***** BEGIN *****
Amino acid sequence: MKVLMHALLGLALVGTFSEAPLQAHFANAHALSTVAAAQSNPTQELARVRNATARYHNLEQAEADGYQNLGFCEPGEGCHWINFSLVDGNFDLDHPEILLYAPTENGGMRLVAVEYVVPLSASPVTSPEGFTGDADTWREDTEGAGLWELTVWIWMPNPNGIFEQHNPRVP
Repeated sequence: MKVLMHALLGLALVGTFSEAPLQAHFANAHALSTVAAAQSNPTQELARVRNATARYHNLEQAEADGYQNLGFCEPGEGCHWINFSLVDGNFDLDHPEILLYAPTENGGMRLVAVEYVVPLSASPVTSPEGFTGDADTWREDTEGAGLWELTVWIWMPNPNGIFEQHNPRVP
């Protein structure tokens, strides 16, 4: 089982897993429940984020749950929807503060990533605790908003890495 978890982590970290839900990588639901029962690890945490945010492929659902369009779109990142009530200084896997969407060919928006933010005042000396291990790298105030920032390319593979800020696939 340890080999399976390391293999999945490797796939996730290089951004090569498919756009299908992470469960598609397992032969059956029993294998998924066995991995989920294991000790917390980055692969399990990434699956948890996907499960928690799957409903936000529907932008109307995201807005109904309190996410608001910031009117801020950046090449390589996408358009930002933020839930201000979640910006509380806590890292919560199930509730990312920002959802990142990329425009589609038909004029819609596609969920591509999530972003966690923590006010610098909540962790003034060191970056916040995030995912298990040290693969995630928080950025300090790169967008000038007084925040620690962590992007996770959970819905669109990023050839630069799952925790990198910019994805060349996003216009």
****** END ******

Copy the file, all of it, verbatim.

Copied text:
Amino acid sequence: MKVLMHALLGLALVGTFSEAPLQAHFANAHALSTVAAAQSNPTQELARVRNATARYHNLEQAEADGYQNLGFCEPGEGCHWINFSLVDGNFDLDHPEILLYAPTENGGMRLVAVEYVVPLSASPVTSPEGFTGDADTWREDTEGAGLWELTVWIWMPNPNGIFEQHNPRVP
Repeated sequence: MKVLMHALLGLALVGTFSEAPLQAHFANAHALSTVAAAQSNPTQELARVRNATARYHNLEQAEADGYQNLGFCEPGEGCHWINFSLVDGNFDLDHPEILLYAPTENGGMRLVAVEYVVPLSASPVTSPEGFTGDADTWREDTEGAGLWELTVWIWMPNPNGIFEQHNPRVP
């Protein structure tokens, strides 16, 4: 089982897993429940984020749950929807503060990533605790908003890495 978890982590970290839900990588639901029962690890945490945010492929659902369009779109990142009530200084896997969407060919928006933010005042000396291990790298105030920032390319593979800020696939 340890080999399976390391293999999945490797796939996730290089951004090569498919756009299908992470469960598609397992032969059956029993294998998924066995991995989920294991000790917390980055692969399990990434699956948890996907499960928690799957409903936000529907932008109307995201807005109904309190996410608001910031009117801020950046090449390589996408358009930002933020839930201000979640910006509380806590890292919560199930509730990312920002959802990142990329425009589609038909004029819609596609969920591509999530972003966690923590006010610098909540962790003034060191970056916040995030995912298990040290693969995630928080950025300090790169967008000038007084925040620690962590992007996770959970819905669109990023050839630069799952925790990198910019994805060349996003216009």